The team returned home having lost three of four games in the series and with its confidence as low as it has been all season. Coach Greg Beals and catcher Brent Todys said the “switch must be flipped” before the Big Ten season begins next weekend.
Wilmington, N.C. – Ohio State has a baseball team that, if you have any skin with this bunch, is simply maddening to watch on a daily basis.
One day they will look pretty good and appear to be on their way to good times. Too often, though, they wind up beating themselves with sloppy fielding, spotty pitching, a poor approach in the batter’s box or all of the above.
The Buckeyes returned home Sunday from losing three of four games against North Carolina-Wilmington that exposed all of their weaknesses and shortcomings.
In fairness, the Seahawks are a slick mid-major ballclub that looks to be ready to chase an 11th appearance in the NCAA tournament since 2003. It also is a team that had an intervention this week when former players confronted them about their lack of focus and having a sense of entitlement.
UNCW, which has been predicted to finish second in the Colonial Athletic Association, had impressive balance with of arms, bats and gloves for 36 innings.
“But it’s way less about them than it is about us,’’ Ohio State coach Greg Beals said. “Our preseason road swing is over now – it’s over. Obviously, we didn’t win as many games as we would have liked.’’
North Carolina-Wilmington methodically pounded out a 7-2 victory over Ohio State at Brooks Field behind a strong start by true freshman left-hander Cyle Phelan and a batting order that was clinical with men on base.
Are these growing pains for the Buckeyes, or is this the best they have to offer?
The schedule has been stout with games against Texas State – no lie, those guys are really good – Campbell, Pittsburgh and West Virginia before this weekend.
Ohio State (7-11) has played exactly one home game.
“We’re playing with a little bit of a lack of confidence now because we’re beating ourselves,’’ catcher Brent Todys said. “We’re going into conference play, and we have to have a good practice week and pay attention to detail.’’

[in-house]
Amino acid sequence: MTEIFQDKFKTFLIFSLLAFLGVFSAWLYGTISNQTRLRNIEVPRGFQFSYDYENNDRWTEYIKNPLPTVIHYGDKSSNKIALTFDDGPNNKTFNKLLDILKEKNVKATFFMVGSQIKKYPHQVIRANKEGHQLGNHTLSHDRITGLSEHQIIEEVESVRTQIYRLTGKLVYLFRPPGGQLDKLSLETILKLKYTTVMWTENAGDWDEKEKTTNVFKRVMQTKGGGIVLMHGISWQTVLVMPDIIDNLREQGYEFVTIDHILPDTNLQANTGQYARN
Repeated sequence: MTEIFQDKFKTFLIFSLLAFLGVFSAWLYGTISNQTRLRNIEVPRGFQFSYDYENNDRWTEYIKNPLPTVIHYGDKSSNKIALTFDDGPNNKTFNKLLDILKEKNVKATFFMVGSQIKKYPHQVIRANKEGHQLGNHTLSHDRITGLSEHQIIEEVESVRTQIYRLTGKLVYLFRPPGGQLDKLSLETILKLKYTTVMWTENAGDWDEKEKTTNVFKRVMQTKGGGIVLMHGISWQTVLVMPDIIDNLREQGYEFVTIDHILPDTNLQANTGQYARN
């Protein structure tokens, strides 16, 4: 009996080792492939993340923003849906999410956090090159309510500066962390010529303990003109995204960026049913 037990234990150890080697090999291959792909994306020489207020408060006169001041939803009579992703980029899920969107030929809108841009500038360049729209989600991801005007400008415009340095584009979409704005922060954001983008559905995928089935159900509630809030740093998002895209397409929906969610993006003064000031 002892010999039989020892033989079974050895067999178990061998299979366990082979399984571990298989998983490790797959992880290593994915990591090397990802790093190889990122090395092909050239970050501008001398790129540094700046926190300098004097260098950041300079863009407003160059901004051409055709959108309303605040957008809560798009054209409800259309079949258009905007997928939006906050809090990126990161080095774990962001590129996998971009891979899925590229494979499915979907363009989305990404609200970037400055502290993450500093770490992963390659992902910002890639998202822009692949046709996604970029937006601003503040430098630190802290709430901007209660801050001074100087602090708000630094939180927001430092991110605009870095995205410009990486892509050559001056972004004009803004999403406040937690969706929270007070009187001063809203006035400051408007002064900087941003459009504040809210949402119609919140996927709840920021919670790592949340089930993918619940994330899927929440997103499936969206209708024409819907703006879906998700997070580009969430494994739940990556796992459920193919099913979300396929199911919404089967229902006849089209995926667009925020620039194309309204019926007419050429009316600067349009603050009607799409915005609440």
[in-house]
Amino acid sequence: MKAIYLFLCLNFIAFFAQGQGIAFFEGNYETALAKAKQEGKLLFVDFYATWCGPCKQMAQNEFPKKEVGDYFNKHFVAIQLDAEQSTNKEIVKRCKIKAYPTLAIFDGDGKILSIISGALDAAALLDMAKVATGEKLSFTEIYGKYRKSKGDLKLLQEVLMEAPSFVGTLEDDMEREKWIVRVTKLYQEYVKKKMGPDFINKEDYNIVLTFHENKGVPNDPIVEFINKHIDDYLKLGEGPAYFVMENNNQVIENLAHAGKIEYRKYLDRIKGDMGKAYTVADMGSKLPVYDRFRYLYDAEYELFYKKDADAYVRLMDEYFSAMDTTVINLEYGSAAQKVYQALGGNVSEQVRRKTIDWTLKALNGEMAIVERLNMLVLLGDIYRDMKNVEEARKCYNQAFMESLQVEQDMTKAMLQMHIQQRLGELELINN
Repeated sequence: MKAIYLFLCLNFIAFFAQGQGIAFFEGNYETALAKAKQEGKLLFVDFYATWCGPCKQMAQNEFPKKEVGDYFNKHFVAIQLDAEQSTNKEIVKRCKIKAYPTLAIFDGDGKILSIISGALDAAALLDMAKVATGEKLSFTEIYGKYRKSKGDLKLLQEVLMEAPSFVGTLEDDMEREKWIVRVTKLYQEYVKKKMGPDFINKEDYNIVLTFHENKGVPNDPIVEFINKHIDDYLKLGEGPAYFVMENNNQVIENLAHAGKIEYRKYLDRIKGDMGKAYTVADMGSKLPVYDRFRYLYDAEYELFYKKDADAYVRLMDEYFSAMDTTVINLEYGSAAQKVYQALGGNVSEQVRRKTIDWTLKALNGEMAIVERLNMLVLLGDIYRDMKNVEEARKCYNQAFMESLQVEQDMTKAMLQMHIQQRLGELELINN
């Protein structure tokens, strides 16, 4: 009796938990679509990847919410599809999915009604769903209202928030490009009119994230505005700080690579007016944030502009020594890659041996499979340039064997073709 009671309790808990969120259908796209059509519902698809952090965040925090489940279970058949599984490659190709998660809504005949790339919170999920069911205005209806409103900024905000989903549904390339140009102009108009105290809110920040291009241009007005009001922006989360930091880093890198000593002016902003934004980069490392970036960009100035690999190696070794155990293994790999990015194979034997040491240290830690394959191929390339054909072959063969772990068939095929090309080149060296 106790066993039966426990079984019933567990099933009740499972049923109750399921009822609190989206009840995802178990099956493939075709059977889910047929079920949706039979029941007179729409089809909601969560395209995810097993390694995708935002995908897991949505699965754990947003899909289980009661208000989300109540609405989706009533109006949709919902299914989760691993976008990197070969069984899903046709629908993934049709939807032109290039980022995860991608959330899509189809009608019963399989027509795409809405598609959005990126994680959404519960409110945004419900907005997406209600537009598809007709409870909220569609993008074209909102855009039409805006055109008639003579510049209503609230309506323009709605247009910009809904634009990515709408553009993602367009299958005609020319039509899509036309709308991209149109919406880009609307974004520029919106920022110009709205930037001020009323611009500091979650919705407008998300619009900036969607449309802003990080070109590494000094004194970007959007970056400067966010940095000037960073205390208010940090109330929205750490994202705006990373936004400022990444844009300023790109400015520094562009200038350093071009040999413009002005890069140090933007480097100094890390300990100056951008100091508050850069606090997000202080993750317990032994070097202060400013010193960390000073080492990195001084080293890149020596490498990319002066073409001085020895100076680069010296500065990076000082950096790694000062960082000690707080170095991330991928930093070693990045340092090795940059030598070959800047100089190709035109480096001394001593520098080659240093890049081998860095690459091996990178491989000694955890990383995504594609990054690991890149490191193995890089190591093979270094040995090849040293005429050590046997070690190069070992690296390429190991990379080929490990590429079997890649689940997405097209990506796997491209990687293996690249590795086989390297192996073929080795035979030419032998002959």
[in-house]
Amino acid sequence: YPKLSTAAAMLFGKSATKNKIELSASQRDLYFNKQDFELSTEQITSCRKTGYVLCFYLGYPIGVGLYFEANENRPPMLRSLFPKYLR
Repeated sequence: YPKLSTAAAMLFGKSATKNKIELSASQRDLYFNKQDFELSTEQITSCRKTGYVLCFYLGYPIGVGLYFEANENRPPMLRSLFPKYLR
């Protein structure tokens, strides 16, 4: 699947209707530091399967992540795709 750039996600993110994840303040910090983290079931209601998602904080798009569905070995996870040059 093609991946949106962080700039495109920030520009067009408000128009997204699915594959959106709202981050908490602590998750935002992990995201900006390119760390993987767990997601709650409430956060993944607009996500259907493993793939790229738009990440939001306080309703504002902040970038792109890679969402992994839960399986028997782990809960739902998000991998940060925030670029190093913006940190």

Todys is a straight talker, and he didn’t want to discuss the difficult schedule, being away from home so long or injuries.
Nick Erwin was supposed to have been the everyday third baseman, but he has been shelved by a shoulder injury. Shortstop Zach Dezenzo has been the designated hitter the last five games because of right elbow soreness.
“All these teams we’re playing have been good, but we think we’re good, too,’’ Todys said. “Everything is between our ears. We’re beating ourselves up. We know what we’re capable of doing and we’re letting that get to us. I think we’re putting too much pressure on ourselves.’’
The good news is that Ohio State finally plays a second home game against Wright State on Tuesday at Bill Davis Stadium.
The bad is that the players will be packing their suitcases for yet another road trip next weekend at Purdue to open the Big Ten season.
Beals said that it’s his job to get the Buckeyes ready for the long haul of a 24-game Big Ten season with 14 non-conference games mixed in.
“Our goal of winning the Big Ten championship is still in front of us, and there is nothing stopping us,’’ he said. “There are signs on this ballclub, but we’ve got to play better. We’ve just got to play tougher. We can’t let this preseason road swing carry over, and that’s going to be my fight as manager of the ballclub. We’ve got to be able to flip the switch and go into conference play with a fresher mind.’’
Todys intimated that action, not talk, is what this team must start showing.
“We need to get back home, sleep in our own beds, shake this off and we’ll be able to flip the switch (if we play well),’’ he said. “The games coming up really start to matter.’’
The Buckeyes got seven hits off four Seahawks pitchers. Phelan – and, yes, his parents did name him Cyle – was sharp in giving up three hits, one run and two walks and striking out six in 6 2/3 innings.
Second baseman Tyler Pettorini drove in the first Ohio State run with a double to left-center field in the seventh. Todys led off the ninth with a homer.
The bright spot was junior left-hander Wyatt Loncar providing a quality start in giving up three runs and seven hits and striking out eight in six innings.
Loncar, who stands 6 feet 6 and weighs 230 pounds, is a walk-on from Pacific Palisades, California. He threw six innings as a freshman and 6 2/3 innings last season.
This season, the ballclub needs starters with Garrett Burhenn, Seth Lonsway and Jack Neely having moved on after being taken in the Major League Baseball draft.
This is one big-time opportunity for him.
“I threw a fastball-slider and mixed in a curve today,’’ Loncar said of his third college start. “I tried to find a way to compete. Toad (Todys) and me had it going and we got it rolling. This is an opportunity and you have to take advantage of it.’’
Former Ohio State baseball player L. Grant Davis recommended that Beals take a look at Loncar. After attending a camp and showing promise, he was asked to walk on.
“Every day I’m thankful they took a shot at me,’’ he said. “The coaching staff has helped take me through the process. You stay patient. We had a lot of guys come through here. The entire rotation got drafted last year. I have to go out and execute and do my thing. I took things pitch-by-pitch. I would flush one pitch and think about the next pitch.’’